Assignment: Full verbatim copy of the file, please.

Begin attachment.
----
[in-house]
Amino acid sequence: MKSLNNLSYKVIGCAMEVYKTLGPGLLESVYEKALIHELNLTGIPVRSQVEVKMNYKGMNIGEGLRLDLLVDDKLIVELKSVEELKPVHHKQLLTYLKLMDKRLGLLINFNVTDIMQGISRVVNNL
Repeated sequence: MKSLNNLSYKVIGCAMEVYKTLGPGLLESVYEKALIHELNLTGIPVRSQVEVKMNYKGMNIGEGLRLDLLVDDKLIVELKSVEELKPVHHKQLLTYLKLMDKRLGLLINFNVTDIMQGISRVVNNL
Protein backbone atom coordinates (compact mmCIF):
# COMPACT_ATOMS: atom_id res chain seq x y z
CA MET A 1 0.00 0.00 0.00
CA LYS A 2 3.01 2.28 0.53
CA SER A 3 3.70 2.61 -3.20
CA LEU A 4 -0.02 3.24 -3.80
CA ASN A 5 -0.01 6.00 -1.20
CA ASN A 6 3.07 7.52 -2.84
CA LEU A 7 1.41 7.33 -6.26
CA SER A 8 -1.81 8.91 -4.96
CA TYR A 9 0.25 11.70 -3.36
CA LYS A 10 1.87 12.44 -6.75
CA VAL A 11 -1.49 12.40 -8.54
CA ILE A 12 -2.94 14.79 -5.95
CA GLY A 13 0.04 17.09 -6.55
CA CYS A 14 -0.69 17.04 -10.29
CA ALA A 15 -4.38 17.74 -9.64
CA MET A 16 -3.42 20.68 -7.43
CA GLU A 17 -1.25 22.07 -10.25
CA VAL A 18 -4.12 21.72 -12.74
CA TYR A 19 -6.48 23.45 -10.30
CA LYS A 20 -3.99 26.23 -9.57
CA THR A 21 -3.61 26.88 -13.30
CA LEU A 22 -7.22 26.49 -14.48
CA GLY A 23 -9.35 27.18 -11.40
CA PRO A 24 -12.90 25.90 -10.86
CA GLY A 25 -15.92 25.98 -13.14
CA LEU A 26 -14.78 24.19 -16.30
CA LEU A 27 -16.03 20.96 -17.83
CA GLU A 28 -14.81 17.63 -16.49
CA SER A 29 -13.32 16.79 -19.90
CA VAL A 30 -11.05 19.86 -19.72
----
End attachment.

[in-house]
Amino acid sequence: MKSLNNLSYKVIGCAMEVYKTLGPGLLESVYEKALIHELNLTGIPVRSQVEVKMNYKGMNIGEGLRLDLLVDDKLIVELKSVEELKPVHHKQLLTYLKLMDKRLGLLINFNVTDIMQGISRVVNNL
Repeated sequence: MKSLNNLSYKVIGCAMEVYKTLGPGLLESVYEKALIHELNLTGIPVRSQVEVKMNYKGMNIGEGLRLDLLVDDKLIVELKSVEELKPVHHKQLLTYLKLMDKRLGLLINFNVTDIMQGISRVVNNL
Protein backbone atom coordinates (compact mmCIF):
# COMPACT_ATOMS: atom_id res chain seq x y z
CA MET A 1 0.00 0.00 0.00
CA LYS A 2 3.01 2.28 0.53
CA SER A 3 3.70 2.61 -3.20
CA LEU A 4 -0.02 3.24 -3.80
CA ASN A 5 -0.01 6.00 -1.20
CA ASN A 6 3.07 7.52 -2.84
CA LEU A 7 1.41 7.33 -6.26
CA SER A 8 -1.81 8.91 -4.96
CA TYR A 9 0.25 11.70 -3.36
CA LYS A 10 1.87 12.44 -6.75
CA VAL A 11 -1.49 12.40 -8.54
CA ILE A 12 -2.94 14.79 -5.95
CA GLY A 13 0.04 17.09 -6.55
CA CYS A 14 -0.69 17.04 -10.29
CA ALA A 15 -4.38 17.74 -9.64
CA MET A 16 -3.42 20.68 -7.43
CA GLU A 17 -1.25 22.07 -10.25
CA VAL A 18 -4.12 21.72 -12.74
CA TYR A 19 -6.48 23.45 -10.30
CA LYS A 20 -3.99 26.23 -9.57
CA THR A 21 -3.61 26.88 -13.30
CA LEU A 22 -7.22 26.49 -14.48
CA GLY A 23 -9.35 27.18 -11.40
CA PRO A 24 -12.90 25.90 -10.86
CA GLY A 25 -15.92 25.98 -13.14
CA LEU A 26 -14.78 24.19 -16.30
CA LEU A 27 -16.03 20.96 -17.83
CA GLU A 28 -14.81 17.63 -16.49
CA SER A 29 -13.32 16.79 -19.90
CA VAL A 30 -11.05 19.86 -19.72